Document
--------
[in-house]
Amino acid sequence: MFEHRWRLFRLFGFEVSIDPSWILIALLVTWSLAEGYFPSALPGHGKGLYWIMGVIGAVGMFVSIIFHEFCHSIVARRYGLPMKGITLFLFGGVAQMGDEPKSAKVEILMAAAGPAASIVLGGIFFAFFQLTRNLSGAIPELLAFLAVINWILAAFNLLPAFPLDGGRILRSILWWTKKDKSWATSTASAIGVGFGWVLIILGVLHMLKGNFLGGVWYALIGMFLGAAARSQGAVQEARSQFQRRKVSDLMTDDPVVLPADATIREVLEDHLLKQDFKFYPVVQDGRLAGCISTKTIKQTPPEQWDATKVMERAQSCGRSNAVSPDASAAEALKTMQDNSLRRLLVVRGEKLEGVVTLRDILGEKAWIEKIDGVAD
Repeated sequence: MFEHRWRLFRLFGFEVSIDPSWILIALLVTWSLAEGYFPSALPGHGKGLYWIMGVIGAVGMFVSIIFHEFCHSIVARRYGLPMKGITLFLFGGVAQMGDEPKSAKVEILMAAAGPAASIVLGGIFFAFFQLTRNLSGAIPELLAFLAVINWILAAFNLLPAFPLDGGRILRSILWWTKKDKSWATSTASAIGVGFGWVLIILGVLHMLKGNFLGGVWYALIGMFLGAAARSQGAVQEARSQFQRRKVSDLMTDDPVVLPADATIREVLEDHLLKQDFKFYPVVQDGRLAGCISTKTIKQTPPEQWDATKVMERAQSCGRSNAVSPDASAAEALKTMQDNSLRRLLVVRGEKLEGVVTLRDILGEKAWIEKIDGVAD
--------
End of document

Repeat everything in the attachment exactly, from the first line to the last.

[in-house]
Amino acid sequence: MFEHRWRLFRLFGFEVSIDPSWILIALLVTWSLAEGYFPSALPGHGKGLYWIMGVIGAVGMFVSIIFHEFCHSIVARRYGLPMKGITLFLFGGVAQMGDEPKSAKVEILMAAAGPAASIVLGGIFFAFFQLTRNLSGAIPELLAFLAVINWILAAFNLLPAFPLDGGRILRSILWWTKKDKSWATSTASAIGVGFGWVLIILGVLHMLKGNFLGGVWYALIGMFLGAAARSQGAVQEARSQFQRRKVSDLMTDDPVVLPADATIREVLEDHLLKQDFKFYPVVQDGRLAGCISTKTIKQTPPEQWDATKVMERAQSCGRSNAVSPDASAAEALKTMQDNSLRRLLVVRGEKLEGVVTLRDILGEKAWIEKIDGVAD
Repeated sequence: MFEHRWRLFRLFGFEVSIDPSWILIALLVTWSLAEGYFPSALPGHGKGLYWIMGVIGAVGMFVSIIFHEFCHSIVARRYGLPMKGITLFLFGGVAQMGDEPKSAKVEILMAAAGPAASIVLGGIFFAFFQLTRNLSGAIPELLAFLAVINWILAAFNLLPAFPLDGGRILRSILWWTKKDKSWATSTASAIGVGFGWVLIILGVLHMLKGNFLGGVWYALIGMFLGAAARSQGAVQEARSQFQRRKVSDLMTDDPVVLPADATIREVLEDHLLKQDFKFYPVVQDGRLAGCISTKTIKQTPPEQWDATKVMERAQSCGRSNAVSPDASAAEALKTMQDNSLRRLLVVRGEKLEGVVTLRDILGEKAWIEKIDGVAD